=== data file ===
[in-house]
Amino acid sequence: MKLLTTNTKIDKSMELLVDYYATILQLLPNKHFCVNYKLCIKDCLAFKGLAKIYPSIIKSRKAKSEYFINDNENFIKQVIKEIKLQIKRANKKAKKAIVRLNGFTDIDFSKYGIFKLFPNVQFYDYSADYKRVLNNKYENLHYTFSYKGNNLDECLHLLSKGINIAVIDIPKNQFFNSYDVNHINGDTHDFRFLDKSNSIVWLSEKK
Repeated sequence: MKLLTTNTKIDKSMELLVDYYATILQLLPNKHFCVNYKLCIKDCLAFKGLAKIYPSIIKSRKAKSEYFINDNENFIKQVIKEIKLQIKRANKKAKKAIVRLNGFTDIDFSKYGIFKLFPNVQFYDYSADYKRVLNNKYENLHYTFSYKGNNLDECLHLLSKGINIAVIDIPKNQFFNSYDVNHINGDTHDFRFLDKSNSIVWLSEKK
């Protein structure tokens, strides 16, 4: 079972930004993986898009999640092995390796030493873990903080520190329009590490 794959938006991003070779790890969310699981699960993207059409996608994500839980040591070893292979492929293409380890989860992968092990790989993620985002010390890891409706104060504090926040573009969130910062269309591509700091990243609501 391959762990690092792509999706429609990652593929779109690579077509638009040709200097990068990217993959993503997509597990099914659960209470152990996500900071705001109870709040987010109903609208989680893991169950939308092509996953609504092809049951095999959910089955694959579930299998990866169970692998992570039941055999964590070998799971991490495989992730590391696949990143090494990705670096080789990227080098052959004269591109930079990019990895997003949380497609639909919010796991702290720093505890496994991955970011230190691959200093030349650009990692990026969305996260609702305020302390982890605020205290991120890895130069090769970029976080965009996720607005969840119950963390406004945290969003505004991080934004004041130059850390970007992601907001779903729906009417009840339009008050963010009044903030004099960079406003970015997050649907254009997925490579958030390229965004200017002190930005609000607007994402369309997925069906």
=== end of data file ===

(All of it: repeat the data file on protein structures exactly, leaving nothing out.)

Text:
[in-house]
Amino acid sequence: MKLLTTNTKIDKSMELLVDYYATILQLLPNKHFCVNYKLCIKDCLAFKGLAKIYPSIIKSRKAKSEYFINDNENFIKQVIKEIKLQIKRANKKAKKAIVRLNGFTDIDFSKYGIFKLFPNVQFYDYSADYKRVLNNKYENLHYTFSYKGNNLDECLHLLSKGINIAVIDIPKNQFFNSYDVNHINGDTHDFRFLDKSNSIVWLSEKK
Repeated sequence: MKLLTTNTKIDKSMELLVDYYATILQLLPNKHFCVNYKLCIKDCLAFKGLAKIYPSIIKSRKAKSEYFINDNENFIKQVIKEIKLQIKRANKKAKKAIVRLNGFTDIDFSKYGIFKLFPNVQFYDYSADYKRVLNNKYENLHYTFSYKGNNLDECLHLLSKGINIAVIDIPKNQFFNSYDVNHINGDTHDFRFLDKSNSIVWLSEKK
């Protein structure tokens, strides 16, 4: 079972930004993986898009999640092995390796030493873990903080520190329009590490 794959938006991003070779790890969310699981699960993207059409996608994500839980040591070893292979492929293409380890989860992968092990790989993620985002010390890891409706104060504090926040573009969130910062269309591509700091990243609501 391959762990690092792509999706429609990652593929779109690579077509638009040709200097990068990217993959993503997509597990099914659960209470152990996500900071705001109870709040987010109903609208989680893991169950939308092509996953609504092809049951095999959910089955694959579930299998990866169970692998992570039941055999964590070998799971991490495989992730590391696949990143090494990705670096080789990227080098052959004269591109930079990019990895997003949380497609639909919010796991702290720093505890496994991955970011230190691959200093030349650009990692990026969305996260609702305020302390982890605020205290991120890895130069090769970029976080965009996720607005969840119950963390406004945290969003505004991080934004004041130059850390970007992601907001779903729906009417009840339009008050963010009044903030004099960079406003970015997050649907254009997925490579958030390229965004200017002190930005609000607007994402369309997925069906």